How to Stop Bad Days

Have you ever had the kind of day where it feels like nothing can go right? By the time you arrive at work you’re feeling “off”. You may even announce “Today’s going to be a bad day.”  By nightfall, you’re proven right.

The triggers for a bad day are endless. Waking up late, heavy traffic, a slow barista, forgotten wallet. It doesn’t take much for an annoyance to become the finger-flick that starts a long line of dominoes-of-frustration from falling. The small stuff escalates and throws off how you show up for the big stuff – your first client meeting of the day, a big presentation or an outing with your family. 

I used to have a lot of those days. Once my energy was off, everything was off. Then, I learned how to stop it from happening. Here’s an example.

The other morning, my car wouldn’t start. It turned out the battery for my key fab was too low. (Apparently that warning light for the last two months was legit.) It was blocking another car. In the old days this would have been the finger-flick that started the dominoes falling for an official “bad” day. I found the spare key and off I went. 

As I was heading to my first appointment of the day (now late), I became acquainted with the slowest-driving truck driver in all of London. Another potential domino in a bad day. To be transparent, I felt agitation brewing (20km/hour, come on), but I stopped the emotional reaction as it started.   

Next, when I picked up the workbooks for my afternoon workshop, they were the wrong size – like who could read that tiny font? Trouble shooting time once again. The printing company was amazing. They reprinted the workbooks and delivered them across town just as the first exercise was about to start. Gold star for customer service. 

This was just a taste of the cascade of random obstacles that were part of that morning. If I let any one of them bother me, it would have made for a really frustrating day. All of it could have added up: the being late, the software program that kept freezing, the incorrect workbooks, the juggling too much with too little time. 

Even so, I loved the day. I wasn’t stressed or frazzled, I was actually quite enthusiastic and content. The fact that I had such a tight, minute-by-minute morning booked was not the truck driver’s fault, nor the computer’s, nor the barista’s – it was mine. I chose to stay an extra night at the lake (boohoo for me, right?) and was jamming my morning to get everything done. 

So how can you stop a bad day as it starts – even if it feels like one thing after another is going wrong? 

enlightened man calm in the midst of chaos

Well, a lot of advice from speakers in my professional development space would include: “Plan better.” “Don’t procrastinate.” “Don’t overload your schedule.” “Be more organized.” If you are disciplined enough to consistently implement all of this advice a) let me bow down before you and b) then you know, it still doesn’t protect you from having plans go sideways – it’s called life.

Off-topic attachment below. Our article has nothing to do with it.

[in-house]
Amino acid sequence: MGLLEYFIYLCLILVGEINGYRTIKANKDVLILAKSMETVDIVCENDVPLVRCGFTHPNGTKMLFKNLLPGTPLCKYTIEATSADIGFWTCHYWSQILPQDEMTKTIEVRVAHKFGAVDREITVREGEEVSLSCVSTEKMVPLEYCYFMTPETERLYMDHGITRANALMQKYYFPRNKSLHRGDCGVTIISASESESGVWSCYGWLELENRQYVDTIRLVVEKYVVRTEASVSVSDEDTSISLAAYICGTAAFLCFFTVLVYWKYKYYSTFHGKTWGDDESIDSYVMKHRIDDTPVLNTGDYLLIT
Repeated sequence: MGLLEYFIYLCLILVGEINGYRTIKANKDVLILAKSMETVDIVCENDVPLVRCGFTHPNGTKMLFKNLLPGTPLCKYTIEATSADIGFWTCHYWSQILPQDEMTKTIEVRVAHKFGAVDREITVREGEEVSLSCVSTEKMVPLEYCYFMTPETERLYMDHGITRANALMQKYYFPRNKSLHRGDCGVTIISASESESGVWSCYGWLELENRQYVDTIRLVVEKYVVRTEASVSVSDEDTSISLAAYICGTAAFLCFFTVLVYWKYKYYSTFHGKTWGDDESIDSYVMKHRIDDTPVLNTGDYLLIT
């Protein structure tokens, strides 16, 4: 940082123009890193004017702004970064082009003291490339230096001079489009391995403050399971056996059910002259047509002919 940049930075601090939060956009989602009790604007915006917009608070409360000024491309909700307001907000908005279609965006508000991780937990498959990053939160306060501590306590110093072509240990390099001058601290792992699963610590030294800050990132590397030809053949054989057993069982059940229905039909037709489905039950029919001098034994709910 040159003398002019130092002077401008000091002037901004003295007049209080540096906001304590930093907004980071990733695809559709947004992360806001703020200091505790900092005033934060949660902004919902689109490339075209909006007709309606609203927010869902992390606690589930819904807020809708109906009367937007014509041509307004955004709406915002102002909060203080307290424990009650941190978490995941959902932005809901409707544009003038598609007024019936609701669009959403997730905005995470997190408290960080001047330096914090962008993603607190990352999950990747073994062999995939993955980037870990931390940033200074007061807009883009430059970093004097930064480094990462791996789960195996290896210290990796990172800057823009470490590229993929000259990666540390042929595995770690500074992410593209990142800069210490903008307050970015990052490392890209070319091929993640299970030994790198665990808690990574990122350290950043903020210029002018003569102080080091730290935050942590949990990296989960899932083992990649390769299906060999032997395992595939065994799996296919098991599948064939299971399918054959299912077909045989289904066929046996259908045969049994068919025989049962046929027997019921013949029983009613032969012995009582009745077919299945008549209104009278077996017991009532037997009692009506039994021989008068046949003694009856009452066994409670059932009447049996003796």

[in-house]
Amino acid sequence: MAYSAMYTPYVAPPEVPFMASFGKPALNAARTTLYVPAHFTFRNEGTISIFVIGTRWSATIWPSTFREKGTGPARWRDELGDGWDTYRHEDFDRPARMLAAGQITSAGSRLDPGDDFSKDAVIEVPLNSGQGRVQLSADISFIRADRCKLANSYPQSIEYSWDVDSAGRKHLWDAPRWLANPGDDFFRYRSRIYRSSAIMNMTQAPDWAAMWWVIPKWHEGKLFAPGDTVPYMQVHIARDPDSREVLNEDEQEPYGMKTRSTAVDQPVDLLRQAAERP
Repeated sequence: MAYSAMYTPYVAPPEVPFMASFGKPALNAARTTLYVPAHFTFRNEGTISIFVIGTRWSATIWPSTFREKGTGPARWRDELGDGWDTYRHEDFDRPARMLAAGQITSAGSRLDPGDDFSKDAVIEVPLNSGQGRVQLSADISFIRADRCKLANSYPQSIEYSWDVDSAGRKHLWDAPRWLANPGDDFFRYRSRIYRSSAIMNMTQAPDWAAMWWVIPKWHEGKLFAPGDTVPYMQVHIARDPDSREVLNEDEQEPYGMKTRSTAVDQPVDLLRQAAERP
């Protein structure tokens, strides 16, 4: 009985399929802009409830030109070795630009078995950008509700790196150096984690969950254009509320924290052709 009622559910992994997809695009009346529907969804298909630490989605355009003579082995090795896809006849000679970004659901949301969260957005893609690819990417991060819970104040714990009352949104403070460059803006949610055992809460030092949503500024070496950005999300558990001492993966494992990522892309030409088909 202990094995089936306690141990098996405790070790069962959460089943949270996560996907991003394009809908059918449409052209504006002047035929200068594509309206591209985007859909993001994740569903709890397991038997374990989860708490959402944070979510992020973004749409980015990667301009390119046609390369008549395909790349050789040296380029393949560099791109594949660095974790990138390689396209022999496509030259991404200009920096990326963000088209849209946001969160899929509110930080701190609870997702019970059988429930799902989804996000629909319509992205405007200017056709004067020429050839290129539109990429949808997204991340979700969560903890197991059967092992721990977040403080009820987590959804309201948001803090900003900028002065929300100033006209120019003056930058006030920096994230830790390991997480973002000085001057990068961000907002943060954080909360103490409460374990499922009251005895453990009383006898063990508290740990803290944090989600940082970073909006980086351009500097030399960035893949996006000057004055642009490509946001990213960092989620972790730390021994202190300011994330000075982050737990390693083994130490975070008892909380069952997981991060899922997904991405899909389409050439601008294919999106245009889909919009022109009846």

These are all excellent proactive strategies that, in advance, will help minimize the risk for a bad day, and, in the moment, will do nothing to stop the train wreck of a day you’re having. 

The only true way to stop a bad day in its tracks is to not allow the frustration from one annoyance to snowball into the next. By quickly processing and dealing with each issue independently, then you can move forward to deal with the next obstacle with a fresh perspective that is untainted by the last. 

Logically it makes sense. Each obstacle is independent of the other. The barista had nothing to do with the traffic which had nothing to do with the laptop issues which had nothing to do with the printer mix up. 

Unfortunately, logic doesn’t always translate into practice. It’s easy to lump small issues together compounding their impact and that’s what creates the annoying, frustrating days we want to avoid.   

The answer is being disciplined in the emotional capacity you assign to each obstacle.

Just because something goes wrong, you do not need to emotionally react to it.

Let me repeat. 

Just because something goes wrong, you do not need to emotionally react to it.

We assign way too much of our emotional capacity to minor obstacles that don’t deserve our focus. To deal with obstacles that happen on a daily basis we need to go into problem-solving mode. What is not needed is extra drama. Catastrophizing small issues into big ones makes the small issues exponentially harder to overcome effectively. 

Save your emotional reactions for the real stuff that matters, not the small pebbles along the way. And, even if you emotionally react to something annoying like bad traffic (After all, you are human.) that emotion does not need to stick. It doesn’t need to fester and become a larger issue that impacts your perspective for the obstacle you’re bound to face next. 

The lens through which we see each obstacle on our path needs to be fresh and free from negative emotional clutter of the last. Look at obstacles as individual occurrences, not as a series of dominoes that you then link together to make a bad day. The most frustrating days are generally the accumulations of these minor occurrences that are given too much attention – and that robs your capabilities to perform optimally when you’re at work.

This is everyday resilience in action.

Activate This: To stop the cycle, accept the obstacles as they come. Recognize your reaction to daily challenges. What’s the trigger, what’s your response and are you letting the intensity of a past issue domino into another? 

Want more? Check out my book, Married My Mom, Birthed a Dog: How to Be Resilient when Life Sucks!

Let me know in the comments below. Have you had a “bad” day that escalated because of stupid obstacles that threw off your day? How do you stop a frustrating day in its tracks?